St-Jerome, Qebec ― From apocalyptic visions of an armed invasion, to a bogus diagnosis of psychological problems to corporal punishment, there were many signs to a former member of the radical Jewish group Lev Tahor that something was not right.
But it was not until he was called upon to fight allegations that the reclusive community was a cult led by Shlomo Helbrans, a self-proclaimed rabbi, that he was convinced to make a dramatic midnight escape from the group, the ex-member told a Quebec court.
The testimony, heard on Nov. 27, was protected by a publication ban based on fears that the 40 Lev Tahor families and their many children would carry out a collective suicide pact because of perceived persecution based on their religious beliefs. That publication ban was lifted Thursday after an appeal by various media organizations.
The former member cannot be named, but the tale of his experiences living with Lev Tahor between 2009 and 2011 can be now be made public. They helped convince the Quebec family court judge to rule that 14 children from the community should be taken into foster care.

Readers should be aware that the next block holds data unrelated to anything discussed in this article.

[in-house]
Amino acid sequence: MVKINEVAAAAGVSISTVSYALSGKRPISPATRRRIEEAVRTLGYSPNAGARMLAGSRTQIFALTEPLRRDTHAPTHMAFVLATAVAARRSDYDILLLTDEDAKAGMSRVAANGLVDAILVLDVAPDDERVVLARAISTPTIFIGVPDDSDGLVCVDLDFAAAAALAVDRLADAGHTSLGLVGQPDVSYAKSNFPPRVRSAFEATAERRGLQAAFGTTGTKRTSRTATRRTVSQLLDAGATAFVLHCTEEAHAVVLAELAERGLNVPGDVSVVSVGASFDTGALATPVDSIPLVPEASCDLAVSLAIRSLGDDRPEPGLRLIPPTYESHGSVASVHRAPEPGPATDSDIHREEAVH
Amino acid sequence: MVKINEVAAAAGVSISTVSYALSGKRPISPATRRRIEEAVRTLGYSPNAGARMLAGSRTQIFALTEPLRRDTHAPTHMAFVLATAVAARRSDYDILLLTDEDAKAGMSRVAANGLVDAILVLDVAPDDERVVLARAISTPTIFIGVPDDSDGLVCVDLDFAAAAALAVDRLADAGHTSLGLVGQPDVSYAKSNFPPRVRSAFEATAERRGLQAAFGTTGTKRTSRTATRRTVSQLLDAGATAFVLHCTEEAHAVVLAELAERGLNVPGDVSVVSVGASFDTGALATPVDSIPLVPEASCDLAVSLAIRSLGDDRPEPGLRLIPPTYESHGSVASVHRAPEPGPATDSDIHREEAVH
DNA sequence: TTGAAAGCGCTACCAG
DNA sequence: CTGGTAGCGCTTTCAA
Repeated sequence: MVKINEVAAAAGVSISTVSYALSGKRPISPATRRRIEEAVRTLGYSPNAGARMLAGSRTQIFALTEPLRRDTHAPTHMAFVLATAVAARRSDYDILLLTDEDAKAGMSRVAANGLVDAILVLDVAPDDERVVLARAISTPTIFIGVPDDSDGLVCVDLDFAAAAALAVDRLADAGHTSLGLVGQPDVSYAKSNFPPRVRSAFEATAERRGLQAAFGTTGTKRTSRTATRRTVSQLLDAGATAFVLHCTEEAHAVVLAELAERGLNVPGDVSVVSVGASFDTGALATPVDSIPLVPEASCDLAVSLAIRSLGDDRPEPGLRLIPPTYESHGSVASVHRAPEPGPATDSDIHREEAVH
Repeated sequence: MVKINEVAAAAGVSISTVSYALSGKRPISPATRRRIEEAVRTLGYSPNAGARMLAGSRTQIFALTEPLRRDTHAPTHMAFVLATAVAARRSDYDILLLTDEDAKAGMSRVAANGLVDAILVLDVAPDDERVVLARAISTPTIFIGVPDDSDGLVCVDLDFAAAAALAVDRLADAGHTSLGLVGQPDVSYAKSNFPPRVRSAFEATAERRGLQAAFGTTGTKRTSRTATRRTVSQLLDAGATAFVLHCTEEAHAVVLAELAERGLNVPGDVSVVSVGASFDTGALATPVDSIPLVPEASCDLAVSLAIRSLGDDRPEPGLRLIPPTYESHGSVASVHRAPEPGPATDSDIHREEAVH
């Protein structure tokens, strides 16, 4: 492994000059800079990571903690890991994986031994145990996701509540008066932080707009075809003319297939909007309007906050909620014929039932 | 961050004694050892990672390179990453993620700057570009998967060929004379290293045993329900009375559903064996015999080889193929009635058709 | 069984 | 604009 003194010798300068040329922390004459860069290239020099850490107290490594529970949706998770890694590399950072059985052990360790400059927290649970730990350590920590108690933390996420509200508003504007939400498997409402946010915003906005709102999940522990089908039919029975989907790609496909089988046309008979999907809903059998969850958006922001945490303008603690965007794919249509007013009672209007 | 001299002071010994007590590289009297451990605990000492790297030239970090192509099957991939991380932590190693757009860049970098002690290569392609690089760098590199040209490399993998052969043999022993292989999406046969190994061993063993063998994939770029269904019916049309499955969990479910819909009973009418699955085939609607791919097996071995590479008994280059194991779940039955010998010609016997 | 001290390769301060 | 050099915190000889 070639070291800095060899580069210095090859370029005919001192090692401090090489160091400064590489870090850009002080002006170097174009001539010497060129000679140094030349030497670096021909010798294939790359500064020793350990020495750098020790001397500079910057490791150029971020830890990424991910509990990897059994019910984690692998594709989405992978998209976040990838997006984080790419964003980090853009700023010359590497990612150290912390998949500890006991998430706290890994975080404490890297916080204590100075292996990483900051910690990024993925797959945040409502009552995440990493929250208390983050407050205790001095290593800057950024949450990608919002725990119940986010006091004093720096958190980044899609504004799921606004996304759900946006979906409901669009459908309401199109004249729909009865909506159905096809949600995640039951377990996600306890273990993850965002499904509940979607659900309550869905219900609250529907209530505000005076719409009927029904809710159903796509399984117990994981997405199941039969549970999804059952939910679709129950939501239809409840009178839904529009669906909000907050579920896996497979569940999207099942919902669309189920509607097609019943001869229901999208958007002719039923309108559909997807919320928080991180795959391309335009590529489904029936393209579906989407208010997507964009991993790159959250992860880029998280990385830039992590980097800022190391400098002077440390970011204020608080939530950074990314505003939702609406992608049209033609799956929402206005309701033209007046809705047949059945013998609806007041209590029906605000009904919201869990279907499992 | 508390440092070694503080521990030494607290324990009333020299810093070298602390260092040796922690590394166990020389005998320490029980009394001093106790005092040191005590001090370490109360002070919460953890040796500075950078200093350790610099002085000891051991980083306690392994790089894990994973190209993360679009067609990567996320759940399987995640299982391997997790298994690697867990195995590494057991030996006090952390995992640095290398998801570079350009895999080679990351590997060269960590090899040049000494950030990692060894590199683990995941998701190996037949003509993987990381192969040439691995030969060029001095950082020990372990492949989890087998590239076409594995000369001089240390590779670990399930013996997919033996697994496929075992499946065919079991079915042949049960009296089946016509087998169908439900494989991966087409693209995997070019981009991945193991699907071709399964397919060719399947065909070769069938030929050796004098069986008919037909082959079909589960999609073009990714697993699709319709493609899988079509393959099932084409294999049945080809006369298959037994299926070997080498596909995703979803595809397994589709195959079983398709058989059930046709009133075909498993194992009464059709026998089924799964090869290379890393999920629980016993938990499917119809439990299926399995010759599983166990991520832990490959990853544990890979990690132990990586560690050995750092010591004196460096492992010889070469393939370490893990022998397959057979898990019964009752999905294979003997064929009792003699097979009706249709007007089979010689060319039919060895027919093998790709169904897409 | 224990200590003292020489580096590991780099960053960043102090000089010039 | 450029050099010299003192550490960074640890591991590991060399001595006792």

A week prior to the hearing, though, about 200 members of the group fled Quebec for a new life in Chatham-Kent, Ont., where child protection workers are now fighting in court to enforce the Quebec judge’s order.
The ex-member was asked in the spring of 2011 to defend Lev Tahor’s reputation after two teenage girls from Israel were seized at the Montreal airport and prevented from joining the group because of perceived dangers to their welfare.
Nachman Helbrans, the son of Lev Tahor’s leader, Rabbi Shlomo Helbrans, sought out the ex-member because of his mastery of the English language and asked him to prepare a defence to claims Lev Tahor was a cult. He obliged, mainly because he had fallen out of favour for having tried to leave the community with his pregnant teenage wife. As punishment, the couple had been forcibly separated for two weeks, his wife had been pressured to divorce him and Rabbi Shlomo Helbrans had diagnosed him with borderline personality disorder.